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Alexander Penn

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Alexander Penn

Alexander Penn
Native name אלכסנדר פן
Александр Пэнн
Born 1906
Nizhnekolymsk, Russia
Died April 1972
Citizenship Israeli
Occupation Poet

Alexander Penn (Hebrew: אלכסנדר פן‎, Russian: Александр Пэнн; 1906 – April 1972) was an Israeli poet.[1][2]

Early years

Penn was born in Nizhnekolymsk, Russia. As a youth, he was a boxer. He moved to Moscow in 1920, to study cinema, and published his first poems in Russian that year. In 1927, he immigrated to Mandate Palestine. He worked as a boxing trainer in Tel Aviv, as well as a farm hand, a construction worker and a guard.

Career

Penn began writing poetry in Hebrew, which he learned only after settling in Palestine. He published these poems in the daily Hebrew newspaper Davar and a variety of literary magazines. Penn was a devout Marxist, and a member of the Israeli Communist Party. He edited the literary section of the party's paper Kol Ha'am.

Among many other works, Penn composed the poem "Vidui" (My Confession), a turbulent piece about love and death. The poem was set to music in the early 1970s and has been recorded since then by numerous Israeli singers and musicians, including Michal Tal who was the first to make a recording of it, Yehudit Ravitz, Gila Almagor, and most recently Marina Maximilian Blumin.

Dalia Karpel wrote in a review published in the newspaper Haaretz, of Penn's life and work:

Penn was a contemporary of Israeli poets Avraham Shlonsky and Natan Alterman. He left romantic love poems, conformist and non-conformist patriotic poems, political poems and well-known songs.

But most of his fame seemed to derive from his Bohemian lifestyle. He contracted diabetes before the age of 30, but did not stop smoking and drinking large quantities of alcohol, and saw himself as someone who can overcome the weaknesses of the body in defiance of medical science. His romance with communism, on the other hand, led to his ostracism.In 1989, Prof. Halperin published a first biography of Penn, "Shalekhet Kokhavim" (Shedding of the Stars: Alexander Penn. His Life and Work Until 1940, Hebrew). In the new biography she presents updated facts about his life. He was born Avraham Pepliker-Stern in 1905 - that is what is written on his card in the Political Red Cross archive, says Halperin. His father, Yosef Stern, ran a heder (a Hebrew school for young children) for a while, and afterward was a Hebrew teacher and wrote poems as well. He changed his family name to Pepliker in order to avoid military service. Penn shorted the name and took the "peh" from Pepliker and the final "nun" from Stern.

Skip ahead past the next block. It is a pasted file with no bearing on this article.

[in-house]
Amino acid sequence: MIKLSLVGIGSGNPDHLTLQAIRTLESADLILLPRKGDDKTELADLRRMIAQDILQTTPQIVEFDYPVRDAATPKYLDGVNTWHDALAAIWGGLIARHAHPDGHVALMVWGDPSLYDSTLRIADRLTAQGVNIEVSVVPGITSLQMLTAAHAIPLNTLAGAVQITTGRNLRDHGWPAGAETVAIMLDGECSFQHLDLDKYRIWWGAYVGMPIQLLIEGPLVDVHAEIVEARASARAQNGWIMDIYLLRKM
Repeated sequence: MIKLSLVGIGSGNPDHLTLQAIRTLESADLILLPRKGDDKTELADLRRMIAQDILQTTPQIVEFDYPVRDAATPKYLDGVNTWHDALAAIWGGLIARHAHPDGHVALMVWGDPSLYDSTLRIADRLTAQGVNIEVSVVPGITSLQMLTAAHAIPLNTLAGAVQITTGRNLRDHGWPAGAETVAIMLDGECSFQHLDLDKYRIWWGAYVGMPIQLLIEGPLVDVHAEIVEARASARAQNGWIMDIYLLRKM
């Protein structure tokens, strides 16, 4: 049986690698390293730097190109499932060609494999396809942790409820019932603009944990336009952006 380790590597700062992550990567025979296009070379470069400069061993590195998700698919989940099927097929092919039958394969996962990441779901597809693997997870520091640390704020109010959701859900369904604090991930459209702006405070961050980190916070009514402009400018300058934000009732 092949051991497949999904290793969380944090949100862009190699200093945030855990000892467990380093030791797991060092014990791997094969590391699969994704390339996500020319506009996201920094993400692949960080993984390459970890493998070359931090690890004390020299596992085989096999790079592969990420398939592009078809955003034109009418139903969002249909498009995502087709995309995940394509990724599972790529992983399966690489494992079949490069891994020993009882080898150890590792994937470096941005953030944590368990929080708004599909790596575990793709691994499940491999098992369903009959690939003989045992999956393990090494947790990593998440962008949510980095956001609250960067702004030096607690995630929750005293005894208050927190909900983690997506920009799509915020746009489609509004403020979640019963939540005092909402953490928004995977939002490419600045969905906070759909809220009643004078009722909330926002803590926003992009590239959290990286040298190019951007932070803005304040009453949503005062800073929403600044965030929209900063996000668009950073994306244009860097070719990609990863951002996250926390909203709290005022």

References

  1. ^ "Пэнн Александр (Penn Aleksandr)". Электронная еврейская энциклопедия (Electronic Jewish Encyclopedia) (in Russian). Archived from the original on 28 December 2008. Retrieved December 17, 2008. 
  2. ^ "Alexander Penn". The Institute for the Translation of Hebrew Literature. Retrieved December 17, 2008. 

External links

  • Alexander Penn, Has It Ever Been?, translated into English by Yuval Marton
  • [1]
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